There are a lot of all-inclusive self-publishing packages and services out there for novels and nonfiction books. Some of them charge too much for services, taking advantage of less experienced authors. Other groups or individuals will try to lure you into paying high rates by claiming, often falsely, that they can give you an inside track to a big 5 publishing contract. One of the reasons I’m writing this post is to give people the information they need when evaluating companies and services.

I’m going to go over some of the basic jobs involved with self-publishing a book or novel, whether it’s a good idea to hire a professional, and if so, how much it will cost you. This is mostly geared toward traditional fiction and nonfiction books with no illustrations. Some other types of books might have different needs.



There is no one way to get a book ready for self-publishing, and some people may recommend different things from what I’m suggesting here. I’ve only self-published one of my three published books, so I consider myself a voice of experience but not a voice of expertise.

Producing a quality product can be expensive. If you want to or need to scrimp, that’s not really my business. There may be ways to barter for the help you need, too (for instance, your designer friend creates your book cover, and you write for his website.)

The market is flooded with badly edited, badly designed books. No matter how you achieve it, quality can make your book stand out and help you build the long-term audience you need to be successful as a writer.

(To my international readers: sorry this is all in U.S. dollars, but I hope it still gives you a good idea of the costs involved!)


Self-Publishing? Here's What It Costs: an overview of all of the necessary steps, plus reasonable rates for each so you won't pay too much. #writing #publishing #fiction #advice


Developmental Edits (or Story Edits)

What it is:

A critique of your story. Plot holes, weak characterizations, pacing problems, point of view issues, dialogue, descriptions, and more get addressed here. For a nonfiction book, this can address matters such as structure, pacing, logic, and flow.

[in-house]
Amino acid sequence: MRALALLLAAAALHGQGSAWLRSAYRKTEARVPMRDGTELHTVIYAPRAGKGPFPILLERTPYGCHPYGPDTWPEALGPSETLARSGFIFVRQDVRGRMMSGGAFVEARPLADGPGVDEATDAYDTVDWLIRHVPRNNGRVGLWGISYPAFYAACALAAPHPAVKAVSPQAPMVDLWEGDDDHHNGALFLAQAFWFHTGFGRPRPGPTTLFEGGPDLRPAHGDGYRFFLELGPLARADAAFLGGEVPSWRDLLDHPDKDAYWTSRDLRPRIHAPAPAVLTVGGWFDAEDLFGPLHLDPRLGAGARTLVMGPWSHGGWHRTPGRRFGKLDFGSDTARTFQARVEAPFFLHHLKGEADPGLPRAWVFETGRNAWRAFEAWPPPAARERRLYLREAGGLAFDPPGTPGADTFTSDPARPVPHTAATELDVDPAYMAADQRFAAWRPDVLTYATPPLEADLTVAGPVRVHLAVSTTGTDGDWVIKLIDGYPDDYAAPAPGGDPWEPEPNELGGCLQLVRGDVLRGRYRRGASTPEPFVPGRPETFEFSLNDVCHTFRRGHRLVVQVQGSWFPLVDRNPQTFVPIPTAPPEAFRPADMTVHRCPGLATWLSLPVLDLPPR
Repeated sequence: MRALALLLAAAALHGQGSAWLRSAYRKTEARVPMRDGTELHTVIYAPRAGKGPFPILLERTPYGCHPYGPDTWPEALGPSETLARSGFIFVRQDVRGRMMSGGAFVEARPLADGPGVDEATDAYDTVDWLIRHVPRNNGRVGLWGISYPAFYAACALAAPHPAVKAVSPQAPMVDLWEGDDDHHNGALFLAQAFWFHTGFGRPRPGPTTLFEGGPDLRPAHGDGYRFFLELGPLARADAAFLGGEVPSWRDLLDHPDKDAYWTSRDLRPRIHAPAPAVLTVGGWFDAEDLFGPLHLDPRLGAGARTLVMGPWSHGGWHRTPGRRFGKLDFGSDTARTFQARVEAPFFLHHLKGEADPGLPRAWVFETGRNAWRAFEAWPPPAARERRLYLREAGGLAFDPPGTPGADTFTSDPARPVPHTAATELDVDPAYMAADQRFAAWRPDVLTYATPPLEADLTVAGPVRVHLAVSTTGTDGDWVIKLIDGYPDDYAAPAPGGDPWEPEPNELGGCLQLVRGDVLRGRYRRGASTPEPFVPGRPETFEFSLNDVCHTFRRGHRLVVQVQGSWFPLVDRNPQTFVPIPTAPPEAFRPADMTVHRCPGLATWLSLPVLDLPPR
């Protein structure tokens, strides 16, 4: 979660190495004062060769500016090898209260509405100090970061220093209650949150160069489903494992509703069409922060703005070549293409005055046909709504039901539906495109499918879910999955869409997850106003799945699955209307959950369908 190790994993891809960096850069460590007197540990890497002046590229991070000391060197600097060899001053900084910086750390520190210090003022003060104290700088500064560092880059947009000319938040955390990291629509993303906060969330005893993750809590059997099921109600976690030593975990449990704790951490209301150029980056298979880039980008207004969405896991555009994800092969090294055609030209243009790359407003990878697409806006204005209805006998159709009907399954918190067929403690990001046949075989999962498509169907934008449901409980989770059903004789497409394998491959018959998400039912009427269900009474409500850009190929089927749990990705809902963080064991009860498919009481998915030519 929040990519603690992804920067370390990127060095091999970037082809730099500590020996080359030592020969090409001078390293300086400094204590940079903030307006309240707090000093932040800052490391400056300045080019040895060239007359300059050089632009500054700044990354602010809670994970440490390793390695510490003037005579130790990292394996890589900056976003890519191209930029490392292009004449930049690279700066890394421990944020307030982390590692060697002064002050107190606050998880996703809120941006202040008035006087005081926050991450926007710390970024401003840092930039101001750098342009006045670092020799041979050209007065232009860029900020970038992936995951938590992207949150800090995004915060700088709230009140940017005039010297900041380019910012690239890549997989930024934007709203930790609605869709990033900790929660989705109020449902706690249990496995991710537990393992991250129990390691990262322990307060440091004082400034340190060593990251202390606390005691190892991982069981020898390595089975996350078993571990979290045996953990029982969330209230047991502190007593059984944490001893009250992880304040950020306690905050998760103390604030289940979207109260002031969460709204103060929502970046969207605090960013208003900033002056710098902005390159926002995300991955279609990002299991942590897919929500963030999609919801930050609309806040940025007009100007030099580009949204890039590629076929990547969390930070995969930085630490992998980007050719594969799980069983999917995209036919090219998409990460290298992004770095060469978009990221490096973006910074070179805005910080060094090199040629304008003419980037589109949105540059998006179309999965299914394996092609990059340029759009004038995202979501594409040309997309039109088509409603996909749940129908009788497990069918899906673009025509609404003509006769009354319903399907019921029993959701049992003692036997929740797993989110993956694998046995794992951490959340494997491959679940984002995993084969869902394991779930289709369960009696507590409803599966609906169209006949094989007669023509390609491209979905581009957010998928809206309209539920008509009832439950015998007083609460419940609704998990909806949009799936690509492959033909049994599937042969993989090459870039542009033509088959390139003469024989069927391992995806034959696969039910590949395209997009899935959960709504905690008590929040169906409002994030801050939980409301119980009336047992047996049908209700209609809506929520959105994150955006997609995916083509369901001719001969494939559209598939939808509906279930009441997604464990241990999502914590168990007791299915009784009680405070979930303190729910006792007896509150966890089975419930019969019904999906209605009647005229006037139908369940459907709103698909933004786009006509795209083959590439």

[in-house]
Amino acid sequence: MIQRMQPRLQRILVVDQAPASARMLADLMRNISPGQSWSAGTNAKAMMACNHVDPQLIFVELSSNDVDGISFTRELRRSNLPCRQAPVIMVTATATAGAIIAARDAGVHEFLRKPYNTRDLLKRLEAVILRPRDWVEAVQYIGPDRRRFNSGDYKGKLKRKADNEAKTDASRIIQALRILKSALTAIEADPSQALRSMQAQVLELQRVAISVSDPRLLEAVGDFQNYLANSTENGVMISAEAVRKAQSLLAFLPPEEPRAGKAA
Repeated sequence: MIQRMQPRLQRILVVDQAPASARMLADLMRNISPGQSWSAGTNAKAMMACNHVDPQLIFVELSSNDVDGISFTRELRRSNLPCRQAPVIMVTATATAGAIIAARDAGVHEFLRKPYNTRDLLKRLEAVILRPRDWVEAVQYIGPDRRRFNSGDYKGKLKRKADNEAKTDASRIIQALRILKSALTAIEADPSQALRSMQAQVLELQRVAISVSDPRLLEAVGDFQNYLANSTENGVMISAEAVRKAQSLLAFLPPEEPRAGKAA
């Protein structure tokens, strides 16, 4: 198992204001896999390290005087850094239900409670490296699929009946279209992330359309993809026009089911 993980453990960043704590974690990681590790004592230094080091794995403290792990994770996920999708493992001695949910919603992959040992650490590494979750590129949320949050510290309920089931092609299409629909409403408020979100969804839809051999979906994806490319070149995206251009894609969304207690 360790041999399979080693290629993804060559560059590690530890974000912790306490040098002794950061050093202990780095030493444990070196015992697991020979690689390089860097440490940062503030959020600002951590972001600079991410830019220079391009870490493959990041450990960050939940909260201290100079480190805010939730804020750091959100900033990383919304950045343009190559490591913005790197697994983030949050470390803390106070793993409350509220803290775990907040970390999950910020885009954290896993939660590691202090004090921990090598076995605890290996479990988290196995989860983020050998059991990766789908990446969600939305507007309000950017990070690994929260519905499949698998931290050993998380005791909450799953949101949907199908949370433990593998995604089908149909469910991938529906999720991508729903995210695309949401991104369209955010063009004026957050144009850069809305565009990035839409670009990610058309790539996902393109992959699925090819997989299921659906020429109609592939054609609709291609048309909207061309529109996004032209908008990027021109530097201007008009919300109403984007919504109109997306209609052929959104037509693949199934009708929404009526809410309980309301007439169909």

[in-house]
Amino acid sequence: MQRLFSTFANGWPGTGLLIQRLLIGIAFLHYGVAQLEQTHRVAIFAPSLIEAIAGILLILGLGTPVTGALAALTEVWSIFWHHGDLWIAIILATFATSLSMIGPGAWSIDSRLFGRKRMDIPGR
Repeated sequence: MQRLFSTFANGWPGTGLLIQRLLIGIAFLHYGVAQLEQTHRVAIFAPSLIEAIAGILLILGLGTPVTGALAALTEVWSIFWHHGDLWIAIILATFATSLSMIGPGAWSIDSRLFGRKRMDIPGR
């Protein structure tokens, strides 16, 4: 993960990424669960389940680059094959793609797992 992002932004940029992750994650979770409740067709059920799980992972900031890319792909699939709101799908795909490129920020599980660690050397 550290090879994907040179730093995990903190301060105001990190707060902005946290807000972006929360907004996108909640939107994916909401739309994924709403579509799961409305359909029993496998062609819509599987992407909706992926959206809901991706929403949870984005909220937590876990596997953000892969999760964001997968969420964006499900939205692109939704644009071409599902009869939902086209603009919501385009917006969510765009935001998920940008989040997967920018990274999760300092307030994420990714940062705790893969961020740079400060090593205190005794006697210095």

Should you hire a professional?


If it’s your first time publishing a work of fiction, and you don’t have a bunch of whip-smart beta readers that have given you thorough, specific, and perhaps agonizing feedback, I would say yes.

How much it costs:

I prefer to pay by the word rather than by the hour so that I know what my final bill will be.

.005 to .01 per word (75,000 words = $375 to $750) is a reasonable range from an experienced professional. There are lots of terrible editors out there, and they should be free for all the good they will do you. Look for someone with industry experience or at least strong references, and don’t hesitate to ask for the latter.

Copy Edits (or Line Edits)

What it is:

This is your second editing pass, after you have all the kinks worked out of your story. It’s a line-by-line critique of your prose. Over-used words, incorrect usage, awkward and unclear sentences, and everything else that makes your work sound clunky or amateurish gets hashed out here.

Should you hire a professional?

Absolutely. No question.

How much it costs:

The same range as above, .005 to .01 cent a word, is reasonable from a good copy editor. My above warnings about editors apply here as well.


Should you hire a professional?


Most people aren’t good proofreaders of their own work. They don’t catch their own mistakes because they know what it’s supposed to say. Unless you’re married to or friends with someone with expertise, I’d hire someone familiar with the Chicago Manual of Style.

How much it costs:

Expect to pay about .005 a word ($375 for a 75,000-word novel.)